and introduces the activities of “IEEE Japan Council Women in Engineering Affinity Group,”
which represent different role models and support networking among women scientists and engineers.
This paper summarizes the activity for drawing up new long-term academic roadmaps
which were undertaken by the Transdisciplinary Federation of Science and Technology (TRAFST)
during the fiscal 2008 year, following with the previous year. The new roadmaps for the transdisciplinary
science and technology focused on three basic themes associated with the activity of TRAFST,
the knowledge integration (sometimes referred to as consilience); modeling and simulation of social
systems, and supporting technology of human and social life, which were discussed and completed
by the designated working groups.
This paper summarizes an academic roadmap on integration of knowledge and disciplines.
The functions and structures of a platform should be implemented for the transdisciplinary integration.
Several themes which need the integration of multiple disciplines are discussed and explored
in the working group. For these themes, the structure of the platform is given and the future development
of new academic research areas and disciplines created on the platform are displayed as the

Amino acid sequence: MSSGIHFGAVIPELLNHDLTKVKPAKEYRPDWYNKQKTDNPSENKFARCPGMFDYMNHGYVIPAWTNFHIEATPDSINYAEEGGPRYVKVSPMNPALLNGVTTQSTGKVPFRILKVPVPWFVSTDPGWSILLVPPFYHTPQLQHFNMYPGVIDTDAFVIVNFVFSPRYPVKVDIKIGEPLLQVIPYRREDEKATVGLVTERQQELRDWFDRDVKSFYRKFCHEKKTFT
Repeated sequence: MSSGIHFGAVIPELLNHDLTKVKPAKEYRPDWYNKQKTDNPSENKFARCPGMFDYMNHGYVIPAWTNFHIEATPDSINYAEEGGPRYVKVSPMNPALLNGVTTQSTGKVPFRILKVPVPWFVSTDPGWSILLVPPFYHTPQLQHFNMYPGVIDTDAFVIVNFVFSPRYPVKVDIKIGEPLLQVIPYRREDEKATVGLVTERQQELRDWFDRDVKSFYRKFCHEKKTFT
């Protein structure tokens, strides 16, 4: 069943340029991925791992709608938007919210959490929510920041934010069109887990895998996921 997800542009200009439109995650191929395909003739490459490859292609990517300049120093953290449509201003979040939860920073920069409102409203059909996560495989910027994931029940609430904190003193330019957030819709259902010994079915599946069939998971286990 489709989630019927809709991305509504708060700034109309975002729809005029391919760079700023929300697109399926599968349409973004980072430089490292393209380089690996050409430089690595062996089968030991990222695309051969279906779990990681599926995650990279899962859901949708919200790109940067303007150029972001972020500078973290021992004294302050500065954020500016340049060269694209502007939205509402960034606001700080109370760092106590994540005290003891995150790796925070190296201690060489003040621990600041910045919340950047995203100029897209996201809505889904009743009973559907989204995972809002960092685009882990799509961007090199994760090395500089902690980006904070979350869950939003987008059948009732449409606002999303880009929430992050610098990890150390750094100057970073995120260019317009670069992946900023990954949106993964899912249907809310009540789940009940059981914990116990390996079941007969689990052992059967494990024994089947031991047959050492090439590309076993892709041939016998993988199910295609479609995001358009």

This article provides an overview of the academic roadmap for modeling and simulation
of social systems that was made by a working group of researchers from different domains. The
roadmap was drawn along three axes that represent the future trend of technological development:
scale/complexity, precision/reliability, and utility/applicability. The topics discussed cover a variety
of domains and they are classified into two groups: one of them deals with general approaches of
modeling and simulation of social systems, and the other deals with simulation techniques for more
specific domains. What we should be concerned about in applying modeling and simulation to social
systems were discussed also from a sociological viewpoint.
This paper summarizes an academic roadmap of human life-support technology. The
academic roadmap was completed by a working group. The academic roadmap was composed of the
following three issues. (1) Modeling, sensing and designing of individuals. (2) Interface between a
human and artificial things. (3) Forming of society. The academic roadmap tries to predict the science
and technology of human life-support in 2025 and 2050.
The Society for Biotechnology, Japan was first established as the Osaka Brewing Society
in 1923. As a result of the many historical and memorable events of the society, the present name
had been established as Society for Biotechnology, Japan in 1992. In 2002, the 80th anniversary
of this society was celebrated in its birthplace, Osaka. The society originally established as a local
community in Osaka, but now, we have six branches and total 4, 000 members. As indicated by its
original name, this society initially consisted of scientists and engineers involved in the production
of alcoholic beverages and fermented foods. Concomitant with the development of the fermentation
industry, the scope of this society was enlarged to cover biotechnologies relating to microbial
production, enzymes, bioactive materials, plants, animal cells and the environment. Currently, the
society intends to cover newly developed fields such as postgenomics, nanobiotechnology and medical/